International Women’s Day has been celebrated every 8th March since 1975. During these 24 hours, we visualize the struggle for equality, participation, and empowerment of women in all social spheres for the remaining 364 days of the year.
The data on inequality is evident throughout the world, including Spain, although our country is at the forefront of women’s rights and the fight against gender violence.
Gender equality is precisely one of the pillars on which we based Spain’s project as Guest of Honour at the Frankfurt Book Fair 2022. Because if there is one sector in which these figures are not so alarming, it is the book sector.
Women are at the top of the reading rates and are the majority in the publishing world and cultural institutions. A generation of female writers reflecting on women’s roles in contemporary society, motherhood, and feminism has emerged on the literary scene in recent years. At the same time, they are awarded for works in all genres and for all ages: essays, novels, theatre, poetry, comics, short stories. They continue along the path marked by their established predecessors and succeed in Spain and abroad.
As an example, the awards Las Librerías Recomiendan, Grupo Kirico and Zona Cómic 2021 have all gone to female writers, comic authors or illustrators. These awards, granted by the Spanish Confederation of Bookshop Associations and Guilds (CEGAL), include the participation of more than 150 bookshops in Spain that have highlighted “the originality, risk and richness of their voices and proposals”. The award winners were Laura Fernández for her novel La señora Potter no es exactamente Father Christmas (Literatura Random House); Vivian Gornick for the essay Cuentas pendientes (Sexto Piso); Ángela Segovia for the poetry collection Mi paese salvaje (La Uña Rota); Camile Jourdy for the comic Las Varamillas (Astronave), Mónica Rodríguez for Cueto negro (Luez); and Teresa Valero for her comic Contrapaso. Los hijos de los otros (Norma). The Javier Morote Prize, for young authors, also went to a writer, in this case the Mexican Clyo Mendoza for Furia (Sigilo /Almadía).
The percentage of female readers is also positive. According to the Barómetro de Hábitos de Lectura y Compra de Libros en España 2021, created by the Federación de Gremios de Editores de España (FGEE) with the sponsorship of CEDRO and in collaboration with the Ministry of Culture and Sport, almost 70% of women read in their free time, 10 points higher than the percentage of male readers. This difference holds up in all age groups, except for those aged 65 and over, where the figures are equal. Likewise, there are fewer women than men in the 35.6% of Spaniards who never or rarely read.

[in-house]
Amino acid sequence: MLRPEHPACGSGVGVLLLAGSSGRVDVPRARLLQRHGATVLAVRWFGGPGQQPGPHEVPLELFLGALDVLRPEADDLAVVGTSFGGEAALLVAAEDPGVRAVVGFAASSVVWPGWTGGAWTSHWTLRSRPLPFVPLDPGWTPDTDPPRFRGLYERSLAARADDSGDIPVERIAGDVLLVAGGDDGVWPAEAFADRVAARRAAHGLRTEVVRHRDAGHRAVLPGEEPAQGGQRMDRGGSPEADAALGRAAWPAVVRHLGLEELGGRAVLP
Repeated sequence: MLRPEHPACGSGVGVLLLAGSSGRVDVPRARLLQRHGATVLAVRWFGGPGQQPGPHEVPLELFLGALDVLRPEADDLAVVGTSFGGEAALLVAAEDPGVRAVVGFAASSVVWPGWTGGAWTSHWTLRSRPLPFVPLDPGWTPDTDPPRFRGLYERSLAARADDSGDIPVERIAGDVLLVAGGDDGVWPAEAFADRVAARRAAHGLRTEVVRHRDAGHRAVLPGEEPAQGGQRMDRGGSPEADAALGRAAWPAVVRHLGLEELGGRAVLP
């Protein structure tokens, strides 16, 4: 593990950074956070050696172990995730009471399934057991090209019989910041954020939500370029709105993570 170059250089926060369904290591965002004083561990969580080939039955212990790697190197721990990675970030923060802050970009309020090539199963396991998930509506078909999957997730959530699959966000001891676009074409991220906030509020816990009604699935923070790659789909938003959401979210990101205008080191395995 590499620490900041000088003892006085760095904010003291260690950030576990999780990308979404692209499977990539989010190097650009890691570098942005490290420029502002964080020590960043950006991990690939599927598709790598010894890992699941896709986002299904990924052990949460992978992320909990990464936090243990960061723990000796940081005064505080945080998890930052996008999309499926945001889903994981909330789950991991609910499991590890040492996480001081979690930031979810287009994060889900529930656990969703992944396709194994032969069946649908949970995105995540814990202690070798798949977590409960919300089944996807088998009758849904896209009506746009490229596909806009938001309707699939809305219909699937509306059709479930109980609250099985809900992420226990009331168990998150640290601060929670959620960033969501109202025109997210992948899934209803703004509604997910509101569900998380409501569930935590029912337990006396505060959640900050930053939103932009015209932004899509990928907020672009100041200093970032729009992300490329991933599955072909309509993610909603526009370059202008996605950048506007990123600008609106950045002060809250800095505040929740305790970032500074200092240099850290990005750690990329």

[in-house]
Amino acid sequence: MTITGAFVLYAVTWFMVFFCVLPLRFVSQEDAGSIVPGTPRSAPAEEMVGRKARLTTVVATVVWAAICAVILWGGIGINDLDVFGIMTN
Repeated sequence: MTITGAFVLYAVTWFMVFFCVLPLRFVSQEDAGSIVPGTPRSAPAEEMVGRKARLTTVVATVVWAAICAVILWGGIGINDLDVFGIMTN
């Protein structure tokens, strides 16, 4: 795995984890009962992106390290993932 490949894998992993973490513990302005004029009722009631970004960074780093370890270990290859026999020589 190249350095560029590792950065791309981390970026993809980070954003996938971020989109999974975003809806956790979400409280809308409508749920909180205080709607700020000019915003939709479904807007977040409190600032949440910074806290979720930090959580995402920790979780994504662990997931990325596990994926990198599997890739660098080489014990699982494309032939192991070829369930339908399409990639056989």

The same Barometer reports that traditional bookshops continue to be the preferred places for readers to buy books other than textbooks. And what about the presence of women in these spaces? The answer is in the Bookshop Map, drawn up by the University of Zaragoza, which forms part of the Bookshop Observatory, a project that CEGAL has been carrying out periodically for over ten years with the support of the Ministry of Culture and Sport.
With a vast female presence in the business (59.7%), one of the aspects highlighted by Álvaro Manso, spokesman for CEGAL, is the promotion of permanent employment (8,277 permanent employees, of which 4,929 are women) compared to the reduction of temporary employment (1,560 temporary workers).
This female prevalence is evident in another area of literary business. Female executives: Núria Cabutí, CEO of Penguin Random House Grupo Editorial, and Marta Martínez, CEO and managing director of Grupo Anaya are the heads of two of the three most influential publishing groups in the Spanish and Latin American markets. Moreover, 12 of Penguin’s 19 editorial directors are women the same is true of many other companies in the sector: Planeta, Siruela, La Esfera de los Libros, Maeva.
The country’s most prominent literary agents are also women: Palmira Márquez, Antonia Kerrigan, Raquel de la Concha, Mercedes Casanova, María Lynch… All of them worthy successors of Carmen Balcells, who died in 2015 and created the literary agency to which she gave her name. In the 60 years of her professional career, she represented the works of six Nobel Literature Prize winners: Miguel Ángel Asturias, Pablo Neruda, Vicente Aleixandre, Gabriel García Márquez, Camilo José Cela and Mario Vargas Llosa. Women’s leadership in the Spanish publishing industry seems unquestionable. Publishers, imprint directors, marketing and communication managers, translators, agents, readers, designers, booksellers, illustrators are all protagonists of our literary ecosystem.